A sequel to A Quiet Place, one of the most remarkable horror films of recent years, is being released. Read about what to expect from the continuation of the story about a world in which it is vitally important for people to maintain silence - read Dmitry Sokolov's review.
After the events of the first part, Evelyn Abbott (Emily Blunt) leaves her destroyed farm with her children and sets off to look for a new home for the family. After making their way through the woods, the Abbottts meet their neighbor Emmett (Cillian Murphy), who shelters the guests in a soundproofed bunker. The next morning, the hard of hearing Regan (Millie Simmonds) secretly embarks on a dangerous journey to a nearby island, from where she can relay a signal capable of helping humanity fight against blind monsters.
The first "Quiet Place" was a great example of how you can build a film around one but bright idea - because unknown monsters hunted by ear, people had to make as little noise as possible and use sign language for conversations. At the same time, the monsters themselves for the time being were shown in passing, and a dramatic line connected with the post-apocalyptic everyday life of a single family was put in the center of the plot. In the sequel, staged by the same John Krasinski, the family theme quickly fades into the background, giving way to action and suspense - the decision is quite logical, given that the second part does not change anything in the rules of survival already known to the heroes.
Unlike the first film, here, from the prologue, which tells about the appearance of creatures hypersensitive to sound, a high pace of development of events is set, which Krasinski maintains until the very end, only occasionally diluting the tension with dramatic scenes. At some point, the main characters separate, and the script constantly switches between them, skillfully forcing suspense. In such scenes, editor Michael Shower (Black Panther) skillfully cuts frames, putting in parallel two different chains of events - it sounds simple, but looks mesmerizing. In addition, Krasinski exploits the idea with might and main with the danger of any noise, over and over again forcing the heroes to balance on the brink of life and death due to their own negligence.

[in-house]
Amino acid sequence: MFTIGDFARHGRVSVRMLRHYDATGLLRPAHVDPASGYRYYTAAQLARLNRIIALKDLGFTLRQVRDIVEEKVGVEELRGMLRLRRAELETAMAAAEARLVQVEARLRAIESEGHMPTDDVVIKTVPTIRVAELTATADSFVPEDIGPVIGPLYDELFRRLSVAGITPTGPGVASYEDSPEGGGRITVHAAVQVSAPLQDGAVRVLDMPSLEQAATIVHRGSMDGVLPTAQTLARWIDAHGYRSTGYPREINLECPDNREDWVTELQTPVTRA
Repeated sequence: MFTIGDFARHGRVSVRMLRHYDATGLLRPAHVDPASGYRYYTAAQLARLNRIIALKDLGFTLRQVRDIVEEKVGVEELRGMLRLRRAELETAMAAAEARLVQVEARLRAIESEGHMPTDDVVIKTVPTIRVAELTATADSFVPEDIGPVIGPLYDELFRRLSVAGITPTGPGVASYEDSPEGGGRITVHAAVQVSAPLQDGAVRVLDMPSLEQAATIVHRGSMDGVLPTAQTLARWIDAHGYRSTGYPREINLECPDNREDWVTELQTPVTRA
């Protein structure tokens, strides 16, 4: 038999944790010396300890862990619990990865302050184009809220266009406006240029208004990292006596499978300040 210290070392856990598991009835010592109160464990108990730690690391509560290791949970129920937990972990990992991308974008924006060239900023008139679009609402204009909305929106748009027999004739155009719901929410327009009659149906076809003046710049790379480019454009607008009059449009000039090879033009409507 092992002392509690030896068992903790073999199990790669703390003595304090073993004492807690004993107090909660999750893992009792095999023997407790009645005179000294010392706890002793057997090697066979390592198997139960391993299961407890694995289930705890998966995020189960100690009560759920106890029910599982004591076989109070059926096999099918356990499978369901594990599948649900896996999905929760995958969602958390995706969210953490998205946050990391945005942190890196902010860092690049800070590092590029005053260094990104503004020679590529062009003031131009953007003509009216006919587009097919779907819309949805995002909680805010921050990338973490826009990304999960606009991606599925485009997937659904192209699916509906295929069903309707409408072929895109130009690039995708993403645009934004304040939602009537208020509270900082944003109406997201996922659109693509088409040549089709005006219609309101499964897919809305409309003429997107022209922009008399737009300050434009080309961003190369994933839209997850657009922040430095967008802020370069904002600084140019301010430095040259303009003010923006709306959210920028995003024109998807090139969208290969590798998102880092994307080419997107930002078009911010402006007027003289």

At the same time, despite the secondary importance of the family theme and a clear emphasis on action with a thriller, Krasinski still quite well, albeit briefly, denotes the motivation of all key characters. As a result, even the controversial decisions of Emmett and, especially, Regan, from the point of view of common sense, look plausible precisely taking into account the peculiarities of their characters. Only the hero of Djimon Khonsu, who appears rather late in the plot, remained not fully disclosed.
In general, the second "Quiet Place" is a worthy sequel, developing (and not crossing out) all the good things that were shown in the first part. Yes, he does not bring something radically new to a potential franchise (both Paramount and Krasinski himself are already talking about the third film and spin-off), but in detail he shows a few more fragments from the life of a wonderful creepy world. Where any noise is fraught with mortal danger.